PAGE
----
Chinese online retailer Yihaodian -- minority-owned by Wal-Mart -- investigating potential security breach; roughly 70% of Chinese online customers have been victims of online consumer-data leaks, survey finds
June 5, 2012
– Chinese online retailer Yihaodian, in which Wal-Mart Stores Inc. currently holds an 18% stake, is investigating a potential security breach, The Wall Street Journal reported June 4.
Yihaodian and local public-security officials are currently investigating the security breach, company spokesperson Zou Pine confirmed while declining to provide details relating to the incident such as how many customers could have been affected.
Zou Pine stressed that Yihaodian has added features intended to increase the security of accounts including account-verification codes and a warning system that automatically freezes accounts in response to suspicious activity.
Yihaodian, which was founded in 2008, provides next-day delivery for a product range that includes more than 180,000 items such as clothing, electronics and groceries. In 2011, its reported sales rose to 2.72 billion yuan (US$426.9 million), up from 805 million yuan the previous year. It has 18 million registered users, the company said.
In February, Wal-Mart announced that, pending approval from the Chinese government, it intends to raise its stake in Yihaodian to 51%.
In 2011, the value of online business-to-consumer transactions in China more than doubled year-over-year to 240 billion yuan, market-data firm Analysys International said.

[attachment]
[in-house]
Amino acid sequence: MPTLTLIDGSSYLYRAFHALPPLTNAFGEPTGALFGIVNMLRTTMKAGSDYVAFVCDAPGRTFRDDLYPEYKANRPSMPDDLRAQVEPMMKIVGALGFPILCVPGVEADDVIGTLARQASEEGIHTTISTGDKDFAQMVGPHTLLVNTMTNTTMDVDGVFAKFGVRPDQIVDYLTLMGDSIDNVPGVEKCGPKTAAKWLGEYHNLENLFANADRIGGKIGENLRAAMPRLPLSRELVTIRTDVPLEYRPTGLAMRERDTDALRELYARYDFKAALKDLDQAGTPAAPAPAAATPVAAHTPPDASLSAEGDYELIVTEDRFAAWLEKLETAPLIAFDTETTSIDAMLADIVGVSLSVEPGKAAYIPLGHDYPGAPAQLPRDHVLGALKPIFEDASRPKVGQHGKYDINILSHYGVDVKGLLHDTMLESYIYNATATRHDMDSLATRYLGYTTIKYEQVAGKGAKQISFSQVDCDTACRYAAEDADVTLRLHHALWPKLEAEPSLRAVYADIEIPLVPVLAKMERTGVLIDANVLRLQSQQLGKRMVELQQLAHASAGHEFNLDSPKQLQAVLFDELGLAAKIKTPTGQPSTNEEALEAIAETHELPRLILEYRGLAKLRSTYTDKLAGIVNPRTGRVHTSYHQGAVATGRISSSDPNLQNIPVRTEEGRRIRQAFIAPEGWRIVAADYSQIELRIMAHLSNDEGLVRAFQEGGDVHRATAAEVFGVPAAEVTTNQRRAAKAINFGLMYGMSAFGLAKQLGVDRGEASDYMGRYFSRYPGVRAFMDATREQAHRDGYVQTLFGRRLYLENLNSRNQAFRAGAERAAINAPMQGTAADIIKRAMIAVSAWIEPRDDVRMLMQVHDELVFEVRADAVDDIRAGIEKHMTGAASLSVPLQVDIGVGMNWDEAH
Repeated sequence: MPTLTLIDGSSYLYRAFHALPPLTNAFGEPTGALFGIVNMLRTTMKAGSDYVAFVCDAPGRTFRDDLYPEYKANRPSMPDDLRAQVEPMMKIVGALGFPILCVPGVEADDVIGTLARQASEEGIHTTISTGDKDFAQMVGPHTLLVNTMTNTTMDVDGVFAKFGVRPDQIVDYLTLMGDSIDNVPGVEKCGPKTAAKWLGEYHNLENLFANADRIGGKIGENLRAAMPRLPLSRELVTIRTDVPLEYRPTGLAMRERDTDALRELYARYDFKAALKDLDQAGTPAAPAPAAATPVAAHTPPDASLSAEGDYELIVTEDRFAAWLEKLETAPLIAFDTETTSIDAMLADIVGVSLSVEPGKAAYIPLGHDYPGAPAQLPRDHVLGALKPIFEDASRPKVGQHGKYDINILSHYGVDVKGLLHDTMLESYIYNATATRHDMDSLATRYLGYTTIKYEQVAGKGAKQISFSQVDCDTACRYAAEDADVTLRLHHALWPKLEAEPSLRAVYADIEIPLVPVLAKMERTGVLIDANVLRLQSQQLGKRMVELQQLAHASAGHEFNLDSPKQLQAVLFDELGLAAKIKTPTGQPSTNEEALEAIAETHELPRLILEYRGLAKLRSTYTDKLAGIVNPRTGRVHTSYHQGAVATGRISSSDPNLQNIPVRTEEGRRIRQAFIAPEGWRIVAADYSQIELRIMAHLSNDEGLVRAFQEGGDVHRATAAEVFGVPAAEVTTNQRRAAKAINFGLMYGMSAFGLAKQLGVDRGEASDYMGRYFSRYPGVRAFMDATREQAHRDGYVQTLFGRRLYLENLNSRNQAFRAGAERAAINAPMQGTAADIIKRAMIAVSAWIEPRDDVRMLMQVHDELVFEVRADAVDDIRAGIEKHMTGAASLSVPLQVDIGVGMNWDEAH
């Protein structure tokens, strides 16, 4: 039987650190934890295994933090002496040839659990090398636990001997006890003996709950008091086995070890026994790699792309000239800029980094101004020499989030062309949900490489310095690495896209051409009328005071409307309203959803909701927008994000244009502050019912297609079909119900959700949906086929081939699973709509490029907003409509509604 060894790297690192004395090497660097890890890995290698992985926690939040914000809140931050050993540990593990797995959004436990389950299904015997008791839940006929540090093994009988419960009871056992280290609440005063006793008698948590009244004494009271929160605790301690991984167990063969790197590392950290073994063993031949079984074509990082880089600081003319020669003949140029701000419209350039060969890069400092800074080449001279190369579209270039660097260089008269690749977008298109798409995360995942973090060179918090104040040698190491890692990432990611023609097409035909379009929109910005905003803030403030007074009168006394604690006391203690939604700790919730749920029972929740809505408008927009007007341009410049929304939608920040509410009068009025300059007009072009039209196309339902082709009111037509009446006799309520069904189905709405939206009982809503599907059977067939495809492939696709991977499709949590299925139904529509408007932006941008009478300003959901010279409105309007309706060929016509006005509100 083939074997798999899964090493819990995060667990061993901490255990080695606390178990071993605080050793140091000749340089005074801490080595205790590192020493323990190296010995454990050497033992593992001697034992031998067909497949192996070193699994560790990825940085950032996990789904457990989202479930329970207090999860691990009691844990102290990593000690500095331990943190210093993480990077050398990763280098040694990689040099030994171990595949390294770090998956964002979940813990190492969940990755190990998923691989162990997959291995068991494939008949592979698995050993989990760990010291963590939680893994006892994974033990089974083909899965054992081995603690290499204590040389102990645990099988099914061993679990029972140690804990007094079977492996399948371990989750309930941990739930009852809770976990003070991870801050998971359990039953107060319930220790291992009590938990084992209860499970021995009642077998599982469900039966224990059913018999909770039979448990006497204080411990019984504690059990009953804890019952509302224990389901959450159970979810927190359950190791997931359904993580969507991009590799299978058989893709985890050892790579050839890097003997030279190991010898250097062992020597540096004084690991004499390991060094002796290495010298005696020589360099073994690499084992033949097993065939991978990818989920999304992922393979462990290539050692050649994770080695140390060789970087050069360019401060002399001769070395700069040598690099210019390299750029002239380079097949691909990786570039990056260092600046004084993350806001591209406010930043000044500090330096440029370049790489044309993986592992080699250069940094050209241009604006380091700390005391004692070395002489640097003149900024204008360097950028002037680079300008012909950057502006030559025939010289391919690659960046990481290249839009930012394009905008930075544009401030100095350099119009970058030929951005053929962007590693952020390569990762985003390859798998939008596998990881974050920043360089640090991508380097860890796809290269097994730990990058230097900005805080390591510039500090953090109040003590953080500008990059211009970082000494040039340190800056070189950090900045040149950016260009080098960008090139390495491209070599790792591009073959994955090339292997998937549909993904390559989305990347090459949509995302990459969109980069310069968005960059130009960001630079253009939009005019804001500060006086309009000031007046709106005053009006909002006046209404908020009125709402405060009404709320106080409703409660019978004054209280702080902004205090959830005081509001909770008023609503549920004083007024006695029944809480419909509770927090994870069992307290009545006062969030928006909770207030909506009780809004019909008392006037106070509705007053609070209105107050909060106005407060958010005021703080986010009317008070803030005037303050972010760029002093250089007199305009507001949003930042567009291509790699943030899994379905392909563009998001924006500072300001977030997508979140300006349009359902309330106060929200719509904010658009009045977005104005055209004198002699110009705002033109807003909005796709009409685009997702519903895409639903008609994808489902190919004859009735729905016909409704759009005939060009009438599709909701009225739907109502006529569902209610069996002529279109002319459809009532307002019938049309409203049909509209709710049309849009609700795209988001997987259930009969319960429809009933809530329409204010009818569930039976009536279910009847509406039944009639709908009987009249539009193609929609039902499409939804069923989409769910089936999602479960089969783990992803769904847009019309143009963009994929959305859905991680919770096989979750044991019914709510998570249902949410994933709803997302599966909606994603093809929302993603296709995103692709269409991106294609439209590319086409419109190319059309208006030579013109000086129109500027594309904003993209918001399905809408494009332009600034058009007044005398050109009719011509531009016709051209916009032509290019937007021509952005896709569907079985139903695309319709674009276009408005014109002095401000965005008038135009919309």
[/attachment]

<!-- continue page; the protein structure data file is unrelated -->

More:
The rapid rate of change in the Chinese e-commerce industry has left sites vulnerable to cyber attacks, particularly since retailers have little time to implement thorough security updates, said CEO Steve Mushero of ChinaNetCloud, an Internet-service company that is based in Shanghai. In addition, hardware and security systems in China are roughly a decade behind those in the U.S, Mushero noted.
Online consumer-data breaches in China have increased as more and more Chinese consumers go on online. Personal data for roughly 70% of Chinese consumers has been leaked from Internet sources, according to a 2012 survey of 3,000 consumers in China that was conducted by Xinhua, a state-run news agency.
The hackers are interested in selling personal data to commercial companies, said CEO David Wolf of Wolf Group Asia, a marketing strategy firm that is based in Asia.
The primary source of this article is The Wall Street Journal, New York, New York, on June 4, 2012.